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xz compression program, run with defaults, can be so slow that you might wonder why anybody uses it. But on a modern machine,
xz -0 --threads=0 will run with less aggressive compression goals and use all available threads on a multi-core CPU, exceeding gzip performance by a good measure. One nice bonus with the xz format is that individual archives can be concatenated.
cat file*.xz > all-files.xz without decompressing first, and then unarchive in one step - nifty! You can even null-pad the space between concatenated files if you need to block-align the archive for random access on slow media. You might consider setting your XZ_DEFAULTS environment variable to use these higher performance options.
Let’s look at compressing this Postscript file:
$ ls -lh certificate5896072-3.ps -rw-r--r-- 1 user user 30M Nov 20 2012 certificate5896072-3.ps $ time gzip -9 -k certificate5896072-3.ps real 0m1.828s user 0m1.697s sys 0m0.029s $ ls -lh certificate5896072-3.ps.gz -rw-r--r-- 1 user user 28M Nov 20 2012 certificate5896072-3.ps.gz $ time xz -0 --threads=0 certificate5896072-3.ps real 0m1.250s user 0m8.781s sys 0m0.077s $ ls -lh certificate5896072-3.ps.xz -rw-r--r-- 1 user user 27M Nov 20 2012 certificate5896072-3.ps.xz $ time gzip -1 -k certificate5896072-3.ps real 0m1.365s user 0m1.330s sys 0m0.031s $ ls -lh certificate5896072-3.ps.gz -rw-r--r-- 1 user user 28M Nov 20 2012 certificate5896072-3.ps.gz $ time xz certificate5896072-3.ps real 0m1.974s user 0m9.843s sys 0m0.122s $ ls -lh certificate5896072-3.ps.xz -rw-r--r-- 1 user user 26M Nov 20 2012 certificate5896072-3.ps.xz $ time xz -9 --threads=0 certificate5896072-3.ps real 0m13.182s user 0m12.980s sys 0m0.190s $ ls -lh certificate5896072-3.ps.xz -rw-r--r-- 1 user user 23M Nov 20 2012 certificate5896072-3.ps.xz $ time xz -6 --threads=1 certificate5896072-3.ps real 0m13.615s user 0m13.494s sys 0m0.081s $ ls -lh certificate5896072-3.ps.xz -rw-r--r-- 1 user user 24M Nov 20 2012 certificate5896072-3.ps.xz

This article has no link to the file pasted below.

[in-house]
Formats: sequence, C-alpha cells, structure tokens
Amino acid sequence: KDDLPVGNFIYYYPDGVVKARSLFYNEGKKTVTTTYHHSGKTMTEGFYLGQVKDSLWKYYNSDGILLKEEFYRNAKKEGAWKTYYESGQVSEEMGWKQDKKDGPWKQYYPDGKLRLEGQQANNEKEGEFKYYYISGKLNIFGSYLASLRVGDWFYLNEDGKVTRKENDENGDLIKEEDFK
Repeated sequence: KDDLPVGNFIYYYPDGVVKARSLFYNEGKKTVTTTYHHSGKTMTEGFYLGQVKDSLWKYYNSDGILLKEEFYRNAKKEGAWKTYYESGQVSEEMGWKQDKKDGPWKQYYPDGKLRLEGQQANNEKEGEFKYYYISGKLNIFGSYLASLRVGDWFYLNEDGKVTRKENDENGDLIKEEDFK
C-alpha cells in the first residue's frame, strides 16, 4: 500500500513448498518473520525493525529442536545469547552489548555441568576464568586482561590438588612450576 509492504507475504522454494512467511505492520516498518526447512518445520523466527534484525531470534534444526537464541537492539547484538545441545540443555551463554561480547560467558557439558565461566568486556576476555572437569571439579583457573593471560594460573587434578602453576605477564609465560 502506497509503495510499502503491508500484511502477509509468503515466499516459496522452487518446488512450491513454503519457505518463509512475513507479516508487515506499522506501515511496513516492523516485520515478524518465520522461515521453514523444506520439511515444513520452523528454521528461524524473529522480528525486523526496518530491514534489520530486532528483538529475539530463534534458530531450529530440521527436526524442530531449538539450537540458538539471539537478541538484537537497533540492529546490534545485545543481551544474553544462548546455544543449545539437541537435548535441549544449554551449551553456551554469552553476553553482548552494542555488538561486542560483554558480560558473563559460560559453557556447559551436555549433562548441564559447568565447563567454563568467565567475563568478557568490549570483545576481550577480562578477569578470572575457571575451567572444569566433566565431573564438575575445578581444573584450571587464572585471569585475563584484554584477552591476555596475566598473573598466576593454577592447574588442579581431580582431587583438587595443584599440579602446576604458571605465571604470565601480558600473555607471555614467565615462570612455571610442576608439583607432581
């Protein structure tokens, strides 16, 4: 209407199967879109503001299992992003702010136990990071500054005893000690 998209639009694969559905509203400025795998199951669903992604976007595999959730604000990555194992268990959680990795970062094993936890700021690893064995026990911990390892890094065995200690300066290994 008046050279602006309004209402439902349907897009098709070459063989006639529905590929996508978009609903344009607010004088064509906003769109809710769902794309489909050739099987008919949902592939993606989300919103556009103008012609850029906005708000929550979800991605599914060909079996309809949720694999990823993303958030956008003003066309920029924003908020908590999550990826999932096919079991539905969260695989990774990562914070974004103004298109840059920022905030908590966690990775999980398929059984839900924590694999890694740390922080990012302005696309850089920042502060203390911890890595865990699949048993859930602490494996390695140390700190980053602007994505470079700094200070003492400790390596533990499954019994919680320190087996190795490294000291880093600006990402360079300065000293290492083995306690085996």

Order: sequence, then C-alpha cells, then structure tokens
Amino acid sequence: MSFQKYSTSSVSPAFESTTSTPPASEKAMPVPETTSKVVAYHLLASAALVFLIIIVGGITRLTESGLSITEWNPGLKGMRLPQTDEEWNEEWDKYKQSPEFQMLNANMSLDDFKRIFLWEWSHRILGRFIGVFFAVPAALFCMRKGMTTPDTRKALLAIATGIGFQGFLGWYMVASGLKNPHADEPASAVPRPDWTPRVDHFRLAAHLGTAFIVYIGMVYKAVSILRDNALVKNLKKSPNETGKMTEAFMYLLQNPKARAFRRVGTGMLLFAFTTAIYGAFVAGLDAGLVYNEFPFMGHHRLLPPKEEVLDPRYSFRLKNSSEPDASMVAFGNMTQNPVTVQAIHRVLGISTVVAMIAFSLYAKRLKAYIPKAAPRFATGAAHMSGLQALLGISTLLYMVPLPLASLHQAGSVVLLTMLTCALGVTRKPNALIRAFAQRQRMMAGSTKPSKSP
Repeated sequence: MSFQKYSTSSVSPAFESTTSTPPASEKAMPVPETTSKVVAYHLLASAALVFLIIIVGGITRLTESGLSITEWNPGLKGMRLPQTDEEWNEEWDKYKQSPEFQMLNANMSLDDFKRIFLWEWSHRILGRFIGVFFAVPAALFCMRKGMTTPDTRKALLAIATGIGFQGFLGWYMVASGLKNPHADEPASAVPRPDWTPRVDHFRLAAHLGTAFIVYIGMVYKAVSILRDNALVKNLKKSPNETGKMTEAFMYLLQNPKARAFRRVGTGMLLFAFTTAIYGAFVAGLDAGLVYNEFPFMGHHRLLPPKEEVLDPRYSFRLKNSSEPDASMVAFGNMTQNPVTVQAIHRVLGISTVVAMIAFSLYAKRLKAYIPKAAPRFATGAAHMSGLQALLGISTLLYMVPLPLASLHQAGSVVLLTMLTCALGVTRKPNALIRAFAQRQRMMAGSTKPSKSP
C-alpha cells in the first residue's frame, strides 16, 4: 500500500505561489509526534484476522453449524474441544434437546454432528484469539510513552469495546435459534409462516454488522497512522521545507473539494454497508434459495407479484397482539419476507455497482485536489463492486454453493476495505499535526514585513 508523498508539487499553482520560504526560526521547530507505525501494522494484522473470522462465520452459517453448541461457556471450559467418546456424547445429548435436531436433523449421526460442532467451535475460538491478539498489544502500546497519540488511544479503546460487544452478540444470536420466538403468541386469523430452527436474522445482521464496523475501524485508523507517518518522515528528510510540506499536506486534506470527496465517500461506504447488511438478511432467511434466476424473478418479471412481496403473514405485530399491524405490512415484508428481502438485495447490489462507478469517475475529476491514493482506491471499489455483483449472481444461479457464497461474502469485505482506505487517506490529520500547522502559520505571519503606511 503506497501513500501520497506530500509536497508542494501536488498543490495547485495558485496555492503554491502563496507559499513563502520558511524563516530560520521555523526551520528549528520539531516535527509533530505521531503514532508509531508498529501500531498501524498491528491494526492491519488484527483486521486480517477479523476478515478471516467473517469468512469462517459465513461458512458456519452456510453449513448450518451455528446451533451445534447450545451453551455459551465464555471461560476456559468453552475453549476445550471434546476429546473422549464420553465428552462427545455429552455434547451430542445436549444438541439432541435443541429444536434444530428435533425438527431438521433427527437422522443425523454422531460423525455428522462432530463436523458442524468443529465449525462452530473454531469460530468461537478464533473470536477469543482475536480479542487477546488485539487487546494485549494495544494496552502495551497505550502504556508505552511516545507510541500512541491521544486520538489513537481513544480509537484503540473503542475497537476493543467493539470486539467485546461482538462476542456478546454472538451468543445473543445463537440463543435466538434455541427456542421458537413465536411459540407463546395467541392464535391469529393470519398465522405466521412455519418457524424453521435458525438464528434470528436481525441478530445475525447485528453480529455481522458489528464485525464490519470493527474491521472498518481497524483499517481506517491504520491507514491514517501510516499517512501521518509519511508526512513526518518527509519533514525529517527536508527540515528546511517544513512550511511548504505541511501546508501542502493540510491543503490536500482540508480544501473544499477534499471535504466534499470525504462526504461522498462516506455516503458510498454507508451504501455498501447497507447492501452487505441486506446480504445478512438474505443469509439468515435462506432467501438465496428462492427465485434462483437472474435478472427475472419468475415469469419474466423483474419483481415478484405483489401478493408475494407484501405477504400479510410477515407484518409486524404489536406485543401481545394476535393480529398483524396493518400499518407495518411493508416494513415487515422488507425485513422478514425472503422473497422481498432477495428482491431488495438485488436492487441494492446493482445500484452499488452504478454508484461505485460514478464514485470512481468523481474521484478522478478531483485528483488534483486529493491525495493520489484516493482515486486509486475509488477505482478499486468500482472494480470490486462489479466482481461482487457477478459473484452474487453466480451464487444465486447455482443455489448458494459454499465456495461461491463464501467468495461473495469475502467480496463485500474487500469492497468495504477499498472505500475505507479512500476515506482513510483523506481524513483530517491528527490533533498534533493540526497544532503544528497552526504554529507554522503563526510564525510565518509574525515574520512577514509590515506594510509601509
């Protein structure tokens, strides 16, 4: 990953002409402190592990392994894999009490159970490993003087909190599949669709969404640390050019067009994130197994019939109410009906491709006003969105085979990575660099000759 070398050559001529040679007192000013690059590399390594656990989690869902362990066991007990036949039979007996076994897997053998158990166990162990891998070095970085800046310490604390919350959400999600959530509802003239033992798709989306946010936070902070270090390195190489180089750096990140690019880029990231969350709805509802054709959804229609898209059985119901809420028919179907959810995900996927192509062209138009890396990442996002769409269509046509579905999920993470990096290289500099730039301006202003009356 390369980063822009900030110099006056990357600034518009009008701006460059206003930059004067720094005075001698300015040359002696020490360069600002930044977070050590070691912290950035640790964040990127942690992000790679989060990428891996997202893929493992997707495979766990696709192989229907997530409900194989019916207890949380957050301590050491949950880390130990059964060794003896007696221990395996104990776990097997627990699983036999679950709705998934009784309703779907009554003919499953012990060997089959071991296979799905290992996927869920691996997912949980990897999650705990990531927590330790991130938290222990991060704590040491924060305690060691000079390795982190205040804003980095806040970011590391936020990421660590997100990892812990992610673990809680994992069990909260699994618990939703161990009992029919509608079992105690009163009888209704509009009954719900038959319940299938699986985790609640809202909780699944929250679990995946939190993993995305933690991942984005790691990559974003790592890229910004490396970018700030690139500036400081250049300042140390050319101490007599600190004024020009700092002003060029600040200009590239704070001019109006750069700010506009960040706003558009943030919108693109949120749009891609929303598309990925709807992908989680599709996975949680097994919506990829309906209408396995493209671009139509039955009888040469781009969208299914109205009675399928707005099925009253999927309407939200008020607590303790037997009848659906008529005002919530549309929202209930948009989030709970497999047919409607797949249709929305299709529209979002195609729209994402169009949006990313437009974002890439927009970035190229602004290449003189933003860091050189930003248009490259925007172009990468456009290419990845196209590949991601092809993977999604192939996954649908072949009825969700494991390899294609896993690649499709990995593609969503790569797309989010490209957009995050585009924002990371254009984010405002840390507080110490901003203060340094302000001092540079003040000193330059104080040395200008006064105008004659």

As you can see, the fastest xz exceeds the compression ratio of the slowest gzip and the speed of the fastest gzip, by using multiple cores (test machine is an 8-thread/4-core portable i7). Allowing slightly more time than gzip gives slighly better compression, and allowing significantly more time than gzip yields marginally better compression still. But note the last test - with the xz defaults, the time is the worst and the compression isn’t the best. In that case, compression is more than 10% better but the time is 10 times worse. These defaults will only hinder the adoption of xz, which is a shame because faster defaults would get more users and already provide better results than gzip on typical workloads on modern CPU’s.
UPDATE 20170825: Antonio Diaz Diaz asked me to look at lzip as well. Here are the results I got:
$ time lzip -1 --keep certificate5896072-3.ps real 0m10.923s user 0m9.993s sys 0m0.037s $ ls -lh certificate5896072-3.ps.lz -rw-rw-r-- 1 user user 26M Apr 6 2013 certificate5896072-3.ps.lz $ time lzip -9 --keep certificate5896072-3.ps real 0m16.348s user 0m16.126s sys 0m0.167s $ ls -lh certificate5896072-3.ps.lz -rw-rw-r-- 1 user user 23M Apr 6 2013 certificate5896072-3.ps.lz $ time xz -9 --threads=1 --keep certificate5896072-3.ps real 0m14.867s user 0m14.559s sys 0m0.220s $ ls -lh certificate5896072-3.ps.xz -rw-rw-r-- 1 user user 23M Apr 6 2013 certificate5896072-3.ps.xz
As you can see, compression is better than gzip and about the same as xz. xz beats lzip’s performance, both in single and (more obviously) multithreadded, while gzip is an order of magnitude faster than lzip, but offers less compression. Antonio’s lzip page points out that defects in busybox’s unxz prevent the catching of CRC errors, so you might want to keep that in mind if you’re running embedded. I would encourage the busybox developers to care about data integrity over performance.